story. So from the time of Alexander right up to the French Revolution, the Gnostic "underground"
has been preserving competing origin stories rejected by "orthodox" Judaism, Islam and
Christianity, keeping alive an alternative vision of human nature and destiny.

It is probable that the expulsion of the Moslems, Gypsies and Jews from Spain helped bring Tarot
into form as a deck of cards in other parts of Europe. Those expelled minorities flooded Europe
with literate, spiritually inclined seekers. The European Secret Societies were providing a place for
a meeting of the minds among those who were being marginalized and forced underground by the
controversies of the times. I am convinced, and the evidence implies, that the Secret Societies
participated in enabling the Hebrew/Hermetic/Gnostic synthesis from antiquity to again see the light
of day, albeit in card form.

Gnosticism And The Goddess
One of the things Gnosticism represents is a rebellion within the Old Testament-based (Mosaic)
religions against those who used the myth of Genesis to stamp out the ancient Goddess-based
mysteries of antiquity. Even as early as the second century BC there were those who felt Moses
had distorted the ancient creation stories to

eliminate the participation of the feminine side of Deity.
The Goddess as co-creator had in earliest times been revered by all Semitic peoples and those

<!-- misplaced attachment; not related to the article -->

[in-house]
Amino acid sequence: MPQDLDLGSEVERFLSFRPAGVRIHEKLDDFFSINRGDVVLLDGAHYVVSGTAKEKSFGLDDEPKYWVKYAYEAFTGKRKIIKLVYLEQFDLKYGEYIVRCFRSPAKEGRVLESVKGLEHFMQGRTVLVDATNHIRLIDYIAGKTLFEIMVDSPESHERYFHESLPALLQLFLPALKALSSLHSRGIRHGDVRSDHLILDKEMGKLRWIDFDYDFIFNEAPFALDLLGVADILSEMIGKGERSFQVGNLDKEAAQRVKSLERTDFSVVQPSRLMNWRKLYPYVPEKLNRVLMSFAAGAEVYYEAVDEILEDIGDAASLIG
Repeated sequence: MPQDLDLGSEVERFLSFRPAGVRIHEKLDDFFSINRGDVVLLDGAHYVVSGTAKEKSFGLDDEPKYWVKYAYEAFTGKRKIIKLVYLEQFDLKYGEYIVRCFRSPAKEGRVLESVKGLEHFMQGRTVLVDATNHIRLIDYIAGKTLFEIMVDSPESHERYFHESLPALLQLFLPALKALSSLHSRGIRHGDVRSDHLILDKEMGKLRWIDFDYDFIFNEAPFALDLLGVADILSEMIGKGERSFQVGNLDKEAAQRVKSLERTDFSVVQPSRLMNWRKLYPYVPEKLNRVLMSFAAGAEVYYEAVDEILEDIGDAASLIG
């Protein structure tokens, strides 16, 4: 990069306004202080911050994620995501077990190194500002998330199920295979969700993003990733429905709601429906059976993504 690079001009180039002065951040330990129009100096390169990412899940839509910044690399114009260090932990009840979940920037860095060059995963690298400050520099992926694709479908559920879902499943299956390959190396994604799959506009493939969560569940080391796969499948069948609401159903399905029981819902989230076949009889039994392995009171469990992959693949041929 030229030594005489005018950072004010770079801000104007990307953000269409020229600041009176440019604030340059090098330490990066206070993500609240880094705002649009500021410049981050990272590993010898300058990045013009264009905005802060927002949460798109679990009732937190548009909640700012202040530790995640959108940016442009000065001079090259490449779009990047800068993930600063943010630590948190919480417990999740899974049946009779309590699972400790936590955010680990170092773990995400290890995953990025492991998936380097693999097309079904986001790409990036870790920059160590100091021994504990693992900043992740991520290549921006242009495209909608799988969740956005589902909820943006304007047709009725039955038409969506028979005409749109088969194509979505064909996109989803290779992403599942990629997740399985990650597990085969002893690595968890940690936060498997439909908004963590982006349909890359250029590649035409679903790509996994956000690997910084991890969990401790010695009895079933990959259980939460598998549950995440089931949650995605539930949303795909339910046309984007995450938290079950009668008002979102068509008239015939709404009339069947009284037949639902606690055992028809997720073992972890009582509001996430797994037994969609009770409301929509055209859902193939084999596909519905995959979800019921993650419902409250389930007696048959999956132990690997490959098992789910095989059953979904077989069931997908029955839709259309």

memories have never been entirely wiped out despite the Hebrew focus on Jehova (JHVH) as the
One True God.

As just one example of the preservation of the Goddess in Gnostic thought, let us look back to the
Hebrew tradition about the "daughter of God," called the Matronit of the Kabbalah. Her roots were
planted in Talmudic times in the first through fifth centuries AD. They called her by several names
in their mystical literature: the Shekhina, Malkuth, the Supernal Woman and the Discarded
Cornerstone, among other titles.
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firemaiden  firemaiden is offline
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Sooo, getting back to the original topic for this thread, which I started, has anyone read the Da Vinci Code?
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Umbrae  Umbrae is offline
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Yes I have.

And if you are interested in pre-Christian religious history, or how the church has twisted the pre-Christian mythos – it’s a must read.

Dan Brown the author, did his homework.